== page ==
International students share cultural experiences at panel

CLARION, Pa. – Eight foreign exchange students at Clarion University shared their experiences in the U.S. at the “International Student Panel” Tuesday Dec. 3 in the Still Hall Auditorium.
Each student hails from a different country across the world. The students who spoke at the panel are as follows: Ahmed AlDhahri (Saudi Arabia), Anastasia Bates (England), Anh Lu (Vietnam), Chisom Obiezu-Umeh (Nigeria), Ryo Ogura (Japan), Angele Schembri (Malta), Mario Serrano (Ecuador) and Emmelie Ylinenpaa (Sweden).



“It’s great for the university because the students who are mostly just from Pennsylvania get exposed to people from whole different worlds and cultures,” said international programming and study abroad coordinator Raymond Feroz.



Two topics discussed by the panelists were culture shock and homesickness.



“I miss a lot of things over there [Ecuador],” said Serrano, who is from Quito, Ecuador’s capital. “For example, talking in Spanish. Here, there’s a couple of people who I can speak Spanish to. It’s a big experience. It’s totally different.”


Serrano said he chose to come to Clarion because he heard the university had a good business program and that some of his family live close by.



Lu talked about differences in American and Vietnamese culture, including social behavior, food and education.


“A culture shock I had was in the classroom, how the students treated the professors. I thought it was really disrespectful a lot of times,” said Lu, who used examples of students putting their feet on tables and chairs, and how they address professors.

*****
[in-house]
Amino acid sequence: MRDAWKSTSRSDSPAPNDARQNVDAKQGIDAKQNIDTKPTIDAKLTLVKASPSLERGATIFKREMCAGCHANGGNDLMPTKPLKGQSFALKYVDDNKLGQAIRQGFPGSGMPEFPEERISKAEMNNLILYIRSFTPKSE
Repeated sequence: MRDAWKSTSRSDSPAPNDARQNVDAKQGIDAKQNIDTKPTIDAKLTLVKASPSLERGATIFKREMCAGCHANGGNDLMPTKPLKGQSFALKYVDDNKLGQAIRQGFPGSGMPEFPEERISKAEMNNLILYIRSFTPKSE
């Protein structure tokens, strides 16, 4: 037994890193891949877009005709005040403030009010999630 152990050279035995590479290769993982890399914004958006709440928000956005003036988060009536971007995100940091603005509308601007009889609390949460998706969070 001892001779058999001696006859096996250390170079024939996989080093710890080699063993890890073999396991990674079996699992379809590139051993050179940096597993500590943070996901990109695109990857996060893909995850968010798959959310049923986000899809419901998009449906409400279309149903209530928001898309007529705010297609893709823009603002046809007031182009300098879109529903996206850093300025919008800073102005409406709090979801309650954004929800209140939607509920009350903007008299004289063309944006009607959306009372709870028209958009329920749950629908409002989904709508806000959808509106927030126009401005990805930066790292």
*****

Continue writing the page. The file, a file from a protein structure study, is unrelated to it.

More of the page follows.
Lu also spoke about how controversial subjects like sex are talked about openly in America, but is frowned upon in Vietnam.


After each panelist spoke about their experiences, a question-and-answer segment followed. One question asked was about each panelist’s respective country’s stereotype of America was.



“Growing up, all you would see is “High School Musical,” you see “16 and Pregnant” and you see all the movies with the quarterback and the mean cheerleaders, and that’s really what you have in America,” said Ylinenpaa. “But I know a lot of American people, and that’s not the case.”



University president Karen Whitney closed the panel, saying having the foreign exchange students in Clarion is beneficial.


“You honor us with your presence,” said Whitney. “We are a better university because you are here, and we have a better unity because you are here.”
Study Abroad vice-president Stephanie Lightner said having the exchange students is “very enjoyable.”



“I love hearing about different cultures, and I feel like other students share that sentiment, so I definitely think people learned a lot. I did myself,” said Lightner. “It’s good to have all the different aspects and ideas of the world.”

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